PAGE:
#17. To my surprise, I found that geology demanded a type of whole-brain thinking I hadn't encountered before. It creatively appropriated ideas from physics and chemistry for the investigation of unruly volcanoes and oceans and ice sheets, It applied scholarly habits one associates with the study of literature and the arts - the practice of close reading, sensitivity to allusion and analogy, capacity for spatial visualization - to the examination of rocks. Its particular form of inferential logic demanded mental versatility and a vigorous but disciplined imagination. And its explanatory power was vast; it was nothing less than the etymology of the world. #Quote by Marcia Bjornerud
Literary Allusion quotes by Ellen Glasgow
#18. I have watchedmany literary fashions shoot up and blossom, and then fade and drop ... Yet with the many that I have seen comeand go, I have never yet encountered a mode of thinking that regarded itself as simply a changing fashion, and not as an infallible approach to the right culture. #Quote by Ellen Glasgow
Literary Allusion quotes by Scott J. Toney
#19. There is no rest for the literary! #Quote by Scott J. Toney
Literary Allusion quotes by Terri Windling
#20. Creators of literary fairy tales from the 17th-century onward include writers whose works are still widely read today: Charles Perrault (17th-century France), Hans Christian Andersen (19th-century Denmark), George Macdonald and Oscar Wilde (19th-century England). The Brothers Grimm (19th-century Germany) blurred the line between oral and literary tales by presenting their German "household tales" as though they came straight from the mouths of peasants, though in fact they revised these stories to better reflect their own Protestant ethics. It is interesting to note that these canonized writers are all men, since this is a reversal from the oral storytelling tradition, historically dominated by women. Indeed, Straparola, Basile, Perrault, and even the Brothers Grimm made no secret of the fact that their source material came largely or entirely from women storytellers. Yet we are left with the impression that women dropped out of the history of fairy tales once they became a literary form, existing only in the background as an anonymous old peasant called Mother Goose. #Quote by Terri Windling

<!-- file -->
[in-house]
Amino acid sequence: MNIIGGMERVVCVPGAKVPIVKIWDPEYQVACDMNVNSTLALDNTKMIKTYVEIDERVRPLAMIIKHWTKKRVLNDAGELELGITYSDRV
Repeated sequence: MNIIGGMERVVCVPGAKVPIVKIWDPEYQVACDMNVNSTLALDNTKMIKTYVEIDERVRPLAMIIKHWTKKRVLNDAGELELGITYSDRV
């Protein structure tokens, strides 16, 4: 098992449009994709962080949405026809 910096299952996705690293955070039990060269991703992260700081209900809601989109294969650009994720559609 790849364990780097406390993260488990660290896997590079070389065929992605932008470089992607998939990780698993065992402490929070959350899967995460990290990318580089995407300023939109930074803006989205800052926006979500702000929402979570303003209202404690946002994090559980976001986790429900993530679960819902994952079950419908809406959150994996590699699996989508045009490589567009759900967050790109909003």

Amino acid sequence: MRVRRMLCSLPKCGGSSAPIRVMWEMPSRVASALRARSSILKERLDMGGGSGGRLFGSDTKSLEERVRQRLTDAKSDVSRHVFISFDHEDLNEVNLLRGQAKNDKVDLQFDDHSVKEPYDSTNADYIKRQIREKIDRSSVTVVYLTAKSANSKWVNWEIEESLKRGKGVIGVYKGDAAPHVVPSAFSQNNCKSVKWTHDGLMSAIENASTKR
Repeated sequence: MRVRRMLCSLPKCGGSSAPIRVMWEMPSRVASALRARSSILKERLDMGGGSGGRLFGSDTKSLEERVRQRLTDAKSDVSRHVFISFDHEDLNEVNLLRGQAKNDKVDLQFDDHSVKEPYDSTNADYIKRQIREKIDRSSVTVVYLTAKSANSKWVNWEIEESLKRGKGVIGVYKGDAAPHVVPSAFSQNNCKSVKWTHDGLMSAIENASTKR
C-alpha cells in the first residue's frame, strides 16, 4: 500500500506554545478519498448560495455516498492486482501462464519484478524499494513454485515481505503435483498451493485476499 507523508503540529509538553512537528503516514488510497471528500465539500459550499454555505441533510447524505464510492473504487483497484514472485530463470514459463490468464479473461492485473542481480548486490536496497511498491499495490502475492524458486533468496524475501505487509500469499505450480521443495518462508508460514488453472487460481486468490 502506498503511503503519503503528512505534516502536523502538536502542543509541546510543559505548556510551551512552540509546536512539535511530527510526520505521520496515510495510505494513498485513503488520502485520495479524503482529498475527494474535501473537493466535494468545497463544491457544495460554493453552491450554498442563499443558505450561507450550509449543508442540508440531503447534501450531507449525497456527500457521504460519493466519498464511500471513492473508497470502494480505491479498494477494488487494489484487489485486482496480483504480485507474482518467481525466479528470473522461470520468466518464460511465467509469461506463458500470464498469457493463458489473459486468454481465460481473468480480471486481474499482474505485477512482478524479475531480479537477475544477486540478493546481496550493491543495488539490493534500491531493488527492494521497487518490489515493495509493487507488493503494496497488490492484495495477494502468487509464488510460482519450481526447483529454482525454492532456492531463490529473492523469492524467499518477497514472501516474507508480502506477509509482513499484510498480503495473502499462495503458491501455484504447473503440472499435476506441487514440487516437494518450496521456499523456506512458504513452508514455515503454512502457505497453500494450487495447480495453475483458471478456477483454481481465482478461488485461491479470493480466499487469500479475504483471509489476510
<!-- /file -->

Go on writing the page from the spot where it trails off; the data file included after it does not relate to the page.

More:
Literary Allusion quotes by Paul  Johnson
#21. If Paul brought the first generation of Christians the useful skills of a trained theologian, Origen was the first great philosopher to rethink the new religion from first principles. As his philosophical enemy, the anti-Christian Porphyry, summed it up, he 'introduced Greek ideas to foreign fables' -- that is, gave a barbarous eastern religion the intellectual respectability of a philosophical defense. Origen was also a phenomenon. As Eusebius put it admiringly, 'even the facts from his cradle are worth mentioning'. Origen came from Alexandria, the second city of the empire and then it's intellectual centre; his father's martyrdom left him an orphan at seventeen with six younger brothers. He was a hard working prodigy, at eighteen head of the Catechetical School, and already trained as a literary scholar and teacher. But at this point, probably in 203, he became a religious fanatic and remained one for the next fifty years. He gave up his job and sold his books to concentrate on religion. he slept on the floor, ate no meat, drank no wine, had only one coat and no shoes. He almost certainly castrated himself, in obedience to the notorious text, Matthew 19:12, 'there are some who have made themselves eunuchs for the kingdom of heaven's sake.' Origen's learning was massive and it was of a highly original kind: he always went back to the sources and thought through the whole process himself. This he learned Hebrew and, according to Eusebius, 'got into his possession the original #Quote by Paul Johnson
Literary Allusion quotes by Martha Graham
#22. My dancing is not an attempt to interpret life in the literary sense. It is an affirmation of life through movement. #Quote by Martha Graham
Literary Allusion quotes by Lev Grossman
#23. Which is the healthier kind of literary diversity: an un-gate-kept self-published book world, run substantially through Amazon? Or our current book world, which is part-gate-kept, part-not, with many different publishers and retailers and platforms? I'm not smart enough to figure it out, but if I had to guess I'd guess the latter. #Quote by Lev Grossman